A new type of super-efficient household light bulb is being developed which could spell the end of regular bulbs.
LEDs are already used in dozens of household gadgets
Experts have found a way to make Light Emitting Diodes (LEDs) brighter and use less power than energy efficient light bulbs currently on the market.
The technology, used in gadgets such as mobile phones and computers, had previously not been powerful enough to be used for lighting.
But Glasgow University scientists said they had resolved the problem.
The project, being developed along with the Institute of Photonics at the University of Strathclyde, involves making microscopic holes in the surface of LEDs to increase the level of light they give off.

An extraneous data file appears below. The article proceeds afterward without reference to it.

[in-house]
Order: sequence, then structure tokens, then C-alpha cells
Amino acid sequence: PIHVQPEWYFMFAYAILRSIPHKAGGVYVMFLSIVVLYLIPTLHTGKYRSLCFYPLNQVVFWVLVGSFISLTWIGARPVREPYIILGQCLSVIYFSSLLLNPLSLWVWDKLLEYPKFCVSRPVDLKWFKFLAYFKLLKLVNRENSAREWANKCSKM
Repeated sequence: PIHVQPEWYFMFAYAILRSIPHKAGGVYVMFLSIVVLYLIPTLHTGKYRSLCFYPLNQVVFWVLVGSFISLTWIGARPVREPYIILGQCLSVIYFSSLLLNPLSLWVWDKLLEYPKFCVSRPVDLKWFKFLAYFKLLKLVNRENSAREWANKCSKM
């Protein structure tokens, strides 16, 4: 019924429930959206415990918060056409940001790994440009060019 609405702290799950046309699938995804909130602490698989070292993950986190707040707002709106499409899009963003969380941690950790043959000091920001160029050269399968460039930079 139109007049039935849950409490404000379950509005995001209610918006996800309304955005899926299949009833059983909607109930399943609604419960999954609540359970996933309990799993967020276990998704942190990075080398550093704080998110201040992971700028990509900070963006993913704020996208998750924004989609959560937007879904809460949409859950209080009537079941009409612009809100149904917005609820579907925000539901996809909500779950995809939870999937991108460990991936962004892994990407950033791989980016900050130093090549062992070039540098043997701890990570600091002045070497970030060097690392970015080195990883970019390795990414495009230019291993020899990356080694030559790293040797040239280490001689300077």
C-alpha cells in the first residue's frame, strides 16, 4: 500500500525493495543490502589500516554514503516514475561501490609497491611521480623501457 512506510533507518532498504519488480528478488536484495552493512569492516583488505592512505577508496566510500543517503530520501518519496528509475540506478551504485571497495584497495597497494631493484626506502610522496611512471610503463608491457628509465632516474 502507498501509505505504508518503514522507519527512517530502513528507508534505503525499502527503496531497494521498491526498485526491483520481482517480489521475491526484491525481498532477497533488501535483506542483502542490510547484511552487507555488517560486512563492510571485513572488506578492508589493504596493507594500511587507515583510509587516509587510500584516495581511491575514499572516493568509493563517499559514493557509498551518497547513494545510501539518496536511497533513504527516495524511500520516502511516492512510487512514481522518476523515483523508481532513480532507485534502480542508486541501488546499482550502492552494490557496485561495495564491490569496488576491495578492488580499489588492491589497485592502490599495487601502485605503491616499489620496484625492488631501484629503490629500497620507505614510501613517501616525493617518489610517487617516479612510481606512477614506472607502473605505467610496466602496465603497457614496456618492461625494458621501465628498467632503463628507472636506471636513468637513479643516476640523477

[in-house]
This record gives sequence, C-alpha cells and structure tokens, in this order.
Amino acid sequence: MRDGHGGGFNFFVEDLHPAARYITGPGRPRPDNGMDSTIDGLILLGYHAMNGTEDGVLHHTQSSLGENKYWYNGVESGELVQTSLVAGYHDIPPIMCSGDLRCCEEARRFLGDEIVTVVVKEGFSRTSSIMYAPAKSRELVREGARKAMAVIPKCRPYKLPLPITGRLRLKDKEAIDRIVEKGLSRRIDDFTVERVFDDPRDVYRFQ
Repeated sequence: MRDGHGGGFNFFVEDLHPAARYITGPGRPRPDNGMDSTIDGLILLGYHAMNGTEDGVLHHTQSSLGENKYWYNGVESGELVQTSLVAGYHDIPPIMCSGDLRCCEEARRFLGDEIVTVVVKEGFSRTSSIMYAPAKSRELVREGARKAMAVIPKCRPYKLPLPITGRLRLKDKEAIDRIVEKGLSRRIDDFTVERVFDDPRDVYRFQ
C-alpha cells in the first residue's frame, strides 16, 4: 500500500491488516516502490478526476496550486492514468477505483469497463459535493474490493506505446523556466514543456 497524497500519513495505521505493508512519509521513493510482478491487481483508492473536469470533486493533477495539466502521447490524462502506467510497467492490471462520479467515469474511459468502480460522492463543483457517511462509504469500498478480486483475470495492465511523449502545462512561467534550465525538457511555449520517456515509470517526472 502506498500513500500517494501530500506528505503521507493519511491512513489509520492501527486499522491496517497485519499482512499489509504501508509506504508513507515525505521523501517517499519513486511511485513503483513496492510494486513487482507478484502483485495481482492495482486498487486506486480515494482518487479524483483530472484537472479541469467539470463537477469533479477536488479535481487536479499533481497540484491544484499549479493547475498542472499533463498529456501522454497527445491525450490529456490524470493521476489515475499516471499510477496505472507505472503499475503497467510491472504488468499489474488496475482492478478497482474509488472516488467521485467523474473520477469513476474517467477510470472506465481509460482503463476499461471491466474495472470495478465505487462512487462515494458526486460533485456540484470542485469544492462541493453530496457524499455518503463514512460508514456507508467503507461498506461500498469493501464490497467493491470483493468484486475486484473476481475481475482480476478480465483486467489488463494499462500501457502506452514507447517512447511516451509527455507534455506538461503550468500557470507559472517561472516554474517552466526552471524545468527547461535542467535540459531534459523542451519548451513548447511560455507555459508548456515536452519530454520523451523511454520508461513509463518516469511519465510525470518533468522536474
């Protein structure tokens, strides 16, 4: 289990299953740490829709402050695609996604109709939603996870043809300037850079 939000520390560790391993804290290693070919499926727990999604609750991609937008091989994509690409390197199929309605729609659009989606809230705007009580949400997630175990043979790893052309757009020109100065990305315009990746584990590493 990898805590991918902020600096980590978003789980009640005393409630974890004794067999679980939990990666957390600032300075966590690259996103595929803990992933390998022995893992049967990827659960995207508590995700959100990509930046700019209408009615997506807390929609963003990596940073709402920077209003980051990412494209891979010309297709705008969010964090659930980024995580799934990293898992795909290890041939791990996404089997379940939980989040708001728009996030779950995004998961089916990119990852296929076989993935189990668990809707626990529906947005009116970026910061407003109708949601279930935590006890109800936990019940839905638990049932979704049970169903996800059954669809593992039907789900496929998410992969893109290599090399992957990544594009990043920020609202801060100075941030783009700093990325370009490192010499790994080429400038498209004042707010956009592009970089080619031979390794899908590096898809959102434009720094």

This is a process known as nano-imprint lithography.
Dr Faiz Rahman, who is leading the project, said: "As yet, LEDs have not been introduced as the standard lighting in homes because the process of making the holes is very time consuming and expensive.
"However, we believe we have found a way of imprinting the holes into billions of LEDs at a far greater speed, but at a much lower cost."
He added: "This means the days of the humble light-bulb could soon be over."